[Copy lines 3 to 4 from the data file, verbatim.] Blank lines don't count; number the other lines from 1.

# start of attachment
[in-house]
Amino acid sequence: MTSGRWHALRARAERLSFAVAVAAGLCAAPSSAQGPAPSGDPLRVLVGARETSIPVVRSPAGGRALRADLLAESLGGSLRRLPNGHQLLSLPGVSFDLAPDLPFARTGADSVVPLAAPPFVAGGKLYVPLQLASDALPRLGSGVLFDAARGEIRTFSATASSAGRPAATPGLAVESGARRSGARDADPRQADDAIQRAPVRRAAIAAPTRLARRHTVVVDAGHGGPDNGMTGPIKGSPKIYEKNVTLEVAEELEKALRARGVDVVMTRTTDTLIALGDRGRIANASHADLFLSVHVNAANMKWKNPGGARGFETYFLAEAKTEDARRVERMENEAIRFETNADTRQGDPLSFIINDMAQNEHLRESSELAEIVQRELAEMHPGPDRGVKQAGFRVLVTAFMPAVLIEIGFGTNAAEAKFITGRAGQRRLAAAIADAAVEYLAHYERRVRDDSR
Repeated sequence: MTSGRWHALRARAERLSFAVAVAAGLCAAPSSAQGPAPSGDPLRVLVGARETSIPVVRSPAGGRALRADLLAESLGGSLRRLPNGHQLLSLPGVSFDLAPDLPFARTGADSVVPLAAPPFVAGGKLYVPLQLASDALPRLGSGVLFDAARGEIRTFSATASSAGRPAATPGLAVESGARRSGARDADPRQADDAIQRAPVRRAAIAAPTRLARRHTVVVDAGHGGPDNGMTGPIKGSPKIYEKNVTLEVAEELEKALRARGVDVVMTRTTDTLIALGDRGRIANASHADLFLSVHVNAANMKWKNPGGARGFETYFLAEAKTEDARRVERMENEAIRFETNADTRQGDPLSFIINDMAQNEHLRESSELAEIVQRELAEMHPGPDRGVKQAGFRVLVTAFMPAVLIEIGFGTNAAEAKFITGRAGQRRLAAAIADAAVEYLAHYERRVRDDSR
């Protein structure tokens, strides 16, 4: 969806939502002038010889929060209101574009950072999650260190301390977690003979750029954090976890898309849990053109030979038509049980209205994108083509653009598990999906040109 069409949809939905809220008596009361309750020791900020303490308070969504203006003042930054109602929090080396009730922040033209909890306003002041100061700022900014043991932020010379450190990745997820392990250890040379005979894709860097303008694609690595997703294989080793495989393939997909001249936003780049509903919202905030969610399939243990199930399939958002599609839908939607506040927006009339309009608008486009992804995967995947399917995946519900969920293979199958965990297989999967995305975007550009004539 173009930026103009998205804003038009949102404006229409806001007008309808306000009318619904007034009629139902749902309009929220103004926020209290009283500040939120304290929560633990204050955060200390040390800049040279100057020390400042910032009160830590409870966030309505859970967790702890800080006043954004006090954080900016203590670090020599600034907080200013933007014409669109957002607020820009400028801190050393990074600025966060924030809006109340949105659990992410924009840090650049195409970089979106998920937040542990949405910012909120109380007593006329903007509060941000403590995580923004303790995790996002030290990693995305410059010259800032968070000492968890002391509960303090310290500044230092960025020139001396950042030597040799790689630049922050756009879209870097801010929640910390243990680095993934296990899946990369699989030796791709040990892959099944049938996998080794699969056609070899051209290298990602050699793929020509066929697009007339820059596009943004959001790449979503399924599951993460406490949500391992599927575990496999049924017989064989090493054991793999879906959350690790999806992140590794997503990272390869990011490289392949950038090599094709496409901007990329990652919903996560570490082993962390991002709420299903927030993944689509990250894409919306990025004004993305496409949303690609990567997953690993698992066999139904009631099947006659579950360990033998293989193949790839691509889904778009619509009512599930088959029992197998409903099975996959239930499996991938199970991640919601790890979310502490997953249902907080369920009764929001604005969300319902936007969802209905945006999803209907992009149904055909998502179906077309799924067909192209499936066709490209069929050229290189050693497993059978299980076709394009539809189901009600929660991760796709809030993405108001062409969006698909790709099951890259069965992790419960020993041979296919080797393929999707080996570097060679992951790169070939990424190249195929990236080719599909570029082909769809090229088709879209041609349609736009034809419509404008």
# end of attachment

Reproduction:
Repeated sequence: MTSGRWHALRARAERLSFAVAVAAGLCAAPSSAQGPAPSGDPLRVLVGARETSIPVVRSPAGGRALRADLLAESLGGSLRRLPNGHQLLSLPGVSFDLAPDLPFARTGADSVVPLAAPPFVAGGKLYVPLQLASDALPRLGSGVLFDAARGEIRTFSATASSAGRPAATPGLAVESGARRSGARDADPRQADDAIQRAPVRRAAIAAPTRLARRHTVVVDAGHGGPDNGMTGPIKGSPKIYEKNVTLEVAEELEKALRARGVDVVMTRTTDTLIALGDRGRIANASHADLFLSVHVNAANMKWKNPGGARGFETYFLAEAKTEDARRVERMENEAIRFETNADTRQGDPLSFIINDMAQNEHLRESSELAEIVQRELAEMHPGPDRGVKQAGFRVLVTAFMPAVLIEIGFGTNAAEAKFITGRAGQRRLAAAIADAAVEYLAHYERRVRDDSR
């Protein structure tokens, strides 16, 4: 969806939502002038010889929060209101574009950072999650260190301390977690003979750029954090976890898309849990053109030979038509049980209205994108083509653009598990999906040109 069409949809939905809220008596009361309750020791900020303490308070969504203006003042930054109602929090080396009730922040033209909890306003002041100061700022900014043991932020010379450190990745997820392990250890040379005979894709860097303008694609690595997703294989080793495989393939997909001249936003780049509903919202905030969610399939243990199930399939958002599609839908939607506040927006009339309009608008486009992804995967995947399917995946519900969920293979199958965990297989999967995305975007550009004539 173009930026103009998205804003038009949102404006229409806001007008309808306000009318619904007034009629139902749902309009929220103004926020209290009283500040939120304290929560633990204050955060200390040390800049040279100057020390400042910032009160830590409870966030309505859970967790702890800080006043954004006090954080900016203590670090020599600034907080200013933007014409669109957002607020820009400028801190050393990074600025966060924030809006109340949105659990992410924009840090650049195409970089979106998920937040542990949405910012909120109380007593006329903007509060941000403590995580923004303790995790996002030290990693995305410059010259800032968070000492968890002391509960303090310290500044230092960025020139001396950042030597040799790689630049922050756009879209870097801010929640910390243990680095993934296990899946990369699989030796791709040990892959099944049938996998080794699969056609070899051209290298990602050699793929020509066929697009007339820059596009943004959001790449979503399924599951993460406490949500391992599927575990496999049924017989064989090493054991793999879906959350690790999806992140590794997503990272390869990011490289392949950038090599094709496409901007990329990652919903996560570490082993962390991002709420299903927030993944689509990250894409919306990025004004993305496409949303690609990567997953690993698992066999139904009631099947006659579950360990033998293989193949790839691509889904778009619509009512599930088959029992197998409903099975996959239930499996991938199970991640919601790890979310502490997953249902907080369920009764929001604005969300319902936007969802209905945006999803209907992009149904055909998502179906077309799924067909192209499936066709490209069929050229290189050693497993059978299980076709394009539809189901009600929660991760796709809030993405108001062409969006698909790709099951890259069965992790419960020993041979296919080797393929999707080996570097060679992951790169070939990424190249195929990236080719599909570029082909769809090229088709879209041609349609736009034809419509404008």